American Dana Langlois, founder and owner of Java Cafe and Gallery, has a passion for art. After 14 years of serving Cambodia’s artistic community, the gallery has launched a public archive
It’s a history of contemporary art in Cambodia – and it’s tucked away in a coffee shop.
Last week, Java Cafe and Gallery launched its public archive after 14 years of serving Cambodia’s art community.
Documents ranging from newspaper clippings to artist biographies will be available to researchers hoping to better understand the Kingdom’s contemporary arts scene.
Dana Langlois, founder and owner of Java, said that the archive was born out of a desire to create a record of Cambodia’s recent art history. “Most of the knowledge we have about the arts here is very anecdotal,” said the American-born owner of the cafe and gallery.
“There’s very little information out there and what has happened in the last couple decades.”
Java, one of Cambodia’s oldest art spaces, has exhibited about 100 artists since it opened in 2000. About 70 per cent of the cafe’s art-related documents, which include fliers, programme events and other written mementos, have been stored away for posterity. “It’s a matter of bringing together materials that survived several computer crashes,” said Langlois with a laugh.
When Java first opened, Cambodian art was mostly ignored outside the country. The only gallery spaces in Phnom Penh were the Reyum Institute, which has since closed, and the French Cultural Centre. But when Langlois arrived here in 1998 to volunteer for an NGO, she decided to introduce something new to the art scene.
The concept behind the cafe and gallery, explained Langlois, was to create a “cultural enterprise” that could turn a profit from food and drink sales in order to support Java’s artistic ventures.
“I have to admit it was probably very naive at the time – it was more of this young kind of fantasy around the idea,” she said.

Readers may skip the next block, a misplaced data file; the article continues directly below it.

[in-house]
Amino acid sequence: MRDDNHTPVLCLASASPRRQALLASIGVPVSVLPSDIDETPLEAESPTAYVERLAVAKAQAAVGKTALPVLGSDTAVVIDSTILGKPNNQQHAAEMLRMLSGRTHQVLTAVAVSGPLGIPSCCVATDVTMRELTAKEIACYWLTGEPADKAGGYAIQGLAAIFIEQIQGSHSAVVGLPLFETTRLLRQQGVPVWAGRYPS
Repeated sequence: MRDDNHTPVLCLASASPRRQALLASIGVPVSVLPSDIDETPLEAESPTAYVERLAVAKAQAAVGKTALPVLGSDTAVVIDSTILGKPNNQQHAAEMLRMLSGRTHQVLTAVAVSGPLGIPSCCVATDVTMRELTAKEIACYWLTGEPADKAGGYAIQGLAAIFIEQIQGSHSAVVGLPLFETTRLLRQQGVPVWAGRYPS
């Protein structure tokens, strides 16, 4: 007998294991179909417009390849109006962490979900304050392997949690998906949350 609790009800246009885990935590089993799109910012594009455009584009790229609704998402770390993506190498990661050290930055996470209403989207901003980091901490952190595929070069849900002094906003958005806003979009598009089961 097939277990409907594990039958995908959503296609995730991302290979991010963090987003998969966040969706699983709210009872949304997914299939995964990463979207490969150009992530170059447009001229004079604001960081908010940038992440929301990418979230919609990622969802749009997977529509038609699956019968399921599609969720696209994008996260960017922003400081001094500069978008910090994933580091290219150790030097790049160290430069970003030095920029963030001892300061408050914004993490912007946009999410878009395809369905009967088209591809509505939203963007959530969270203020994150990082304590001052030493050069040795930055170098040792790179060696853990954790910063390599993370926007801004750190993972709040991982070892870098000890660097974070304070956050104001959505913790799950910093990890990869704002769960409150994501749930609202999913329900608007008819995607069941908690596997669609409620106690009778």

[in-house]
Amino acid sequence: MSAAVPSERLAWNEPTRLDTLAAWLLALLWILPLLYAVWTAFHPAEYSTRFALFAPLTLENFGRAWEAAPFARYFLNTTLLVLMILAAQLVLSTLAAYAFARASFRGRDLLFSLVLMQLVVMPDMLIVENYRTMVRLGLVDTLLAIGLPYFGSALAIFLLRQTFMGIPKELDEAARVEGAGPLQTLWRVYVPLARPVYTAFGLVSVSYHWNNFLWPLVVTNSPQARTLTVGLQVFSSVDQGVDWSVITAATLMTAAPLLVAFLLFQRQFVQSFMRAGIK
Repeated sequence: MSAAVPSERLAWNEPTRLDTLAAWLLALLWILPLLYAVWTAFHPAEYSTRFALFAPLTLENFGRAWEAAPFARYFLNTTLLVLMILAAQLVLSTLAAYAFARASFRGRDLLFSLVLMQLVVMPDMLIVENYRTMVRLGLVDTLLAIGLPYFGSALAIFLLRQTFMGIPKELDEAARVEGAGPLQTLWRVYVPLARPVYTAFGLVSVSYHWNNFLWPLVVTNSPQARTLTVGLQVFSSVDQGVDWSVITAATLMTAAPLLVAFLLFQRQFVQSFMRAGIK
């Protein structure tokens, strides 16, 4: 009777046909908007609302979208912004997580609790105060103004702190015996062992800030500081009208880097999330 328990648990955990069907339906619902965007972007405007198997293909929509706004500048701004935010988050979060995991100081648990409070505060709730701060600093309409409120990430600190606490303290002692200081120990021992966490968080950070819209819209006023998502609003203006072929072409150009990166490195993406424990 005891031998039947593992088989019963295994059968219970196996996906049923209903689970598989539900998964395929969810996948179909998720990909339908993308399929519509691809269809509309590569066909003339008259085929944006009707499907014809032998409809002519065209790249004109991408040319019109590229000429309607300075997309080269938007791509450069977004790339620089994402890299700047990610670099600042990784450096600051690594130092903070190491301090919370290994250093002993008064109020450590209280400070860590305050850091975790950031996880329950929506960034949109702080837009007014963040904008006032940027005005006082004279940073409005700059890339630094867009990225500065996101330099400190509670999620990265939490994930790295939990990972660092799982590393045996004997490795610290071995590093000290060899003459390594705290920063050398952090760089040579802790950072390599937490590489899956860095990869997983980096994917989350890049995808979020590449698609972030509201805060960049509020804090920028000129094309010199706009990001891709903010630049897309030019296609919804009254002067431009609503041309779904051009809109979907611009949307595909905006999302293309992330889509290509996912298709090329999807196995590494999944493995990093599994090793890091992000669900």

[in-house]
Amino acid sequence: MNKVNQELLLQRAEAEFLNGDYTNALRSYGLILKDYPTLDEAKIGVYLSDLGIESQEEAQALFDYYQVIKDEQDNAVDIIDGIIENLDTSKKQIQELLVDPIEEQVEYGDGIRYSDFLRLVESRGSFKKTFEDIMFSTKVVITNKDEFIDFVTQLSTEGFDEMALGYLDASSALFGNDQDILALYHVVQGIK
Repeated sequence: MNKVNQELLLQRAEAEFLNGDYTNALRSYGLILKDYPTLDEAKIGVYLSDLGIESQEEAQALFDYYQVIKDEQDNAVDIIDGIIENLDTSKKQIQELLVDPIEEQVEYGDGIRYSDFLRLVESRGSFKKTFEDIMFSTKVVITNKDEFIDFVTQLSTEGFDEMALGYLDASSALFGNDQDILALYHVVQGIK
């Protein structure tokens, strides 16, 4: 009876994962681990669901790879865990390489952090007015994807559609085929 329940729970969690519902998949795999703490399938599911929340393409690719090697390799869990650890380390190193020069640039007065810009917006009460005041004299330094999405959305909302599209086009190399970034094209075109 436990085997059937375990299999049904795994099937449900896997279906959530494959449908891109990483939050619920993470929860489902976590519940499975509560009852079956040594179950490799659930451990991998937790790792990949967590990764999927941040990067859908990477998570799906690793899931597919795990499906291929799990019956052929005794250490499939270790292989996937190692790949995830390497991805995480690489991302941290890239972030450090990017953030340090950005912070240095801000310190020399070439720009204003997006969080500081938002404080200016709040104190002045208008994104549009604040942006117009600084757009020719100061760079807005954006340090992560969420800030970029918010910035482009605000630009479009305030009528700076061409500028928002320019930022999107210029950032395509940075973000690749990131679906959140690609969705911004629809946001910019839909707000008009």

Langlois still has the flier for Java’s first exhibition from November 2000 which was titled A World Beneath and showcased textile art on canvas by Thai artist Kangkat Mookda. The flier was very crude, Langlois admitted, adding that it was comprised of a photograph glued to paper and laminated. But the idea for a cafe art space paid off, and Java became popular with tourists and expats because it was one of the only outlets of its kind in Phnom Penh at the time.
Putting a business and non-profit under the same roof proved to be economically efficient. “A normal gallery will have to staff several people to produce events, whereas here it is all in the cafe system,” said Langlois.
As the years have rolled by, the art scene has changed significantly with increased economic opportunities. Connections with countries have also helped the Kingdom’s artists explore new ideas. But a coherent historical narrative of Cambodia’s contemporary art history has yet to be written.
“Having this discussion with my other colleagues in the arts, we realised it was very critical to develop a historical narrative,” said Langlois. “It’s quite daunting in many ways, and we recognised our own biases.”
With the opening of Java’s archive, which is available to anyone without appointment, she hopes other galleries will follow suit. But she is still unsure what researchers will discover about the country’s contemporary art history.
“I really think we need more distance, so in the future, 10 to 20 years from now, hopefully that clarity will emerge,” said Langlois.
The Java Cafe and Gallery archive is open during regular business hours from 7am-10pm at #56 Sihanouk Boulevard.